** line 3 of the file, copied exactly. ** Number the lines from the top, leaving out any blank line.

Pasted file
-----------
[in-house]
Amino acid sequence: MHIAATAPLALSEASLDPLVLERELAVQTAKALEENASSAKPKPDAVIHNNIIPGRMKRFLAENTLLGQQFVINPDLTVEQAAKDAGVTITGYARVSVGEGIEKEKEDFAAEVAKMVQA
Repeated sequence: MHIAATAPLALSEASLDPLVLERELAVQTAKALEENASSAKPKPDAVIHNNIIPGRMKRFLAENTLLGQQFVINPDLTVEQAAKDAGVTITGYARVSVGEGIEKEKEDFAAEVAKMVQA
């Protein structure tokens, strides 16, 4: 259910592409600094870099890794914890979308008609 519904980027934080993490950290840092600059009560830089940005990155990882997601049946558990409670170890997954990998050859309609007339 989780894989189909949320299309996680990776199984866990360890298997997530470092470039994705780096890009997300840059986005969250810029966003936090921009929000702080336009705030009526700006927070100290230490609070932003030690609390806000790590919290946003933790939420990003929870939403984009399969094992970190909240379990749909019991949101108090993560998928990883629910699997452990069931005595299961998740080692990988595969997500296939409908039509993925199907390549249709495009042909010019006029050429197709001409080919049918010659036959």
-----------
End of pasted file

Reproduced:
Repeated sequence: MHIAATAPLALSEASLDPLVLERELAVQTAKALEENASSAKPKPDAVIHNNIIPGRMKRFLAENTLLGQQFVINPDLTVEQAAKDAGVTITGYARVSVGEGIEKEKEDFAAEVAKMVQA